Recipe – Elderflower Cordial from the Hedgerow

 

Sunday morning found me walking along a small cutting down to the River Ure hunting flower heads, or corymbs, from elder bushes.  The common elder flowers in June and July over about a 6 week period.  It is fairly widespread, being a bird-sown weed and is best found on wasteland and in hedgerows.  I try and find trees that are fairly hidden down rarely-used lanes or in woodland as these are less covered in the fumes and dust from traffic.

 

I carefully collected a whole basketful of these sweet wine smelling white flowerheads.  You need to try and minimise the number of insects on them and yet find those that are flowering – that is not in bud – and where the petals are not falling off.

 

I then like to make our own elderflower cordial.  It tastes a lot nicer and more flowery than the shop bought cordials, although I never make enough so we need to resort to one of the brands later in the year.

 

My recipe is as follows:

 

24         large elderflower heads (or as many as you want so long as it’s more than this)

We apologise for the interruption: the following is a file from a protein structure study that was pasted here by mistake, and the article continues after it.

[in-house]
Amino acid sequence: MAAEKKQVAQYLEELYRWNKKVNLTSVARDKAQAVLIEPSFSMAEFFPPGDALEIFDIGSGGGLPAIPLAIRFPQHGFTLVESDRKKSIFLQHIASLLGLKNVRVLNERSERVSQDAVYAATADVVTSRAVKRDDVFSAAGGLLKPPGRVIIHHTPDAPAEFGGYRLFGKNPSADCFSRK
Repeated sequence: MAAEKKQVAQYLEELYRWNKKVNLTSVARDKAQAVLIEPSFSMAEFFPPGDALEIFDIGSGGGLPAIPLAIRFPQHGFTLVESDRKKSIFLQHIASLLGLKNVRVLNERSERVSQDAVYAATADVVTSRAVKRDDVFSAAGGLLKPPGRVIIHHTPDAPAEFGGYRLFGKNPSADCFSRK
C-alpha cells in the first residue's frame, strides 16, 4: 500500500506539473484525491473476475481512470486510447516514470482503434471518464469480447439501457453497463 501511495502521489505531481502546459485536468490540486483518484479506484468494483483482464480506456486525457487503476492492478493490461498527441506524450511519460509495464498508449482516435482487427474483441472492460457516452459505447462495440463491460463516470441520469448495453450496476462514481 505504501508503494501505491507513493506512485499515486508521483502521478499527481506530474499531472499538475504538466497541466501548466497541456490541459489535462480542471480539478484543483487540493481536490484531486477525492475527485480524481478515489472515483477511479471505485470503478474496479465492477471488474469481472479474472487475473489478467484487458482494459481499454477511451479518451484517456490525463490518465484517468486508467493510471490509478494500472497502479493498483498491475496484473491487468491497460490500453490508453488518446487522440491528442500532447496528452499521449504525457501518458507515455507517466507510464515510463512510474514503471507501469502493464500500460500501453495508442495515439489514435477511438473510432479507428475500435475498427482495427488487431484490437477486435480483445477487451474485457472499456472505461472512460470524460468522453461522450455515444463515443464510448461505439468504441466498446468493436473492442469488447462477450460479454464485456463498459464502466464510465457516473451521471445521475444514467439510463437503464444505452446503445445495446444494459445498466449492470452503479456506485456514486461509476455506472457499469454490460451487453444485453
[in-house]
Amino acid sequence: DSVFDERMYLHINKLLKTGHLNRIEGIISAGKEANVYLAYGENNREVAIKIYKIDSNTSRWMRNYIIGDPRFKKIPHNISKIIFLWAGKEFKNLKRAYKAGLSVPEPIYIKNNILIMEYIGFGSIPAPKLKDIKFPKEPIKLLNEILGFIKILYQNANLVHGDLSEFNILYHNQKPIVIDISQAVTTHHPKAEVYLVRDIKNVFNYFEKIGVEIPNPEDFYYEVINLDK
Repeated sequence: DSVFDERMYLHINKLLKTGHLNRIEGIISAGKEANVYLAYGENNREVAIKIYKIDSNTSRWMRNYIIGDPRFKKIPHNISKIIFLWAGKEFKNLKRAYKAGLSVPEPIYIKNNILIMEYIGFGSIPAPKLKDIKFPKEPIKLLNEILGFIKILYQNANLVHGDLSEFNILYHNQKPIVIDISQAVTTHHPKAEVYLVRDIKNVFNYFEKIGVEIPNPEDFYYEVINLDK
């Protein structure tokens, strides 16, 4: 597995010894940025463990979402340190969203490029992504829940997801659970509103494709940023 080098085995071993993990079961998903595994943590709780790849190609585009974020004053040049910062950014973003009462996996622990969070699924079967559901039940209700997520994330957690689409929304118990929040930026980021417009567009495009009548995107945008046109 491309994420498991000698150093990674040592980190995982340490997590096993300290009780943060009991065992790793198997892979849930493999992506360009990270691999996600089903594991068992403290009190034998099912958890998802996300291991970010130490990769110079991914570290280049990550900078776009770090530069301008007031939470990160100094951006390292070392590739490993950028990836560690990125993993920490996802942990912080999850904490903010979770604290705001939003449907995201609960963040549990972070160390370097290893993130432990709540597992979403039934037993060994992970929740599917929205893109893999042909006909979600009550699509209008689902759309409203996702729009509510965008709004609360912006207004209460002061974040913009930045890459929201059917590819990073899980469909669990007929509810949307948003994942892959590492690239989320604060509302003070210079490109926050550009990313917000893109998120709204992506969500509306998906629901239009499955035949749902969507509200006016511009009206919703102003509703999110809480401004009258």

4          large unwaxed lemons

1.8kg    granulated sugar

1.5ltrs   water

 

Slice the lemons moderately thinly, discarding the ends, and put the slices into a large stainless steel pan.  Pour the granulated sugar into the large pan.  Add the water.  Bring this sugar solution gently to the boil, stirring occasionally to ensure that the sugar dissolves fully.  This is your sugar solution.

 

While the sugar solution is heating up, sort through the elderflower heads, getting rid of any insects by gently shaking the corymbs over a bowl,  This ensures that you don’t lose too many of the little flowers as you can then get rid of the insects that fall in and keep the flowers.  I also clip off any excess stalk and any remove leaves.

 

Bring the sugar solution to the boil, then remove from the heat.  Add the flower heads and stir into the sugar solution.  Put a lid on the solution and leave to steep for at least 24 hours.  We leave for about 3 days.

 

Strain the cordial, then bottle in clean bottles.  It should be stored in the fridge as it does not last long.  We use plastic bottles that have been saved or glass bottles with screw on lids.  We part fill the bottles and freeze them; you can take them out the freezer and defrost as and when you want them.

 

To use, simply dilute with water.  A little cordial goes a long way so do not put much in a glass.



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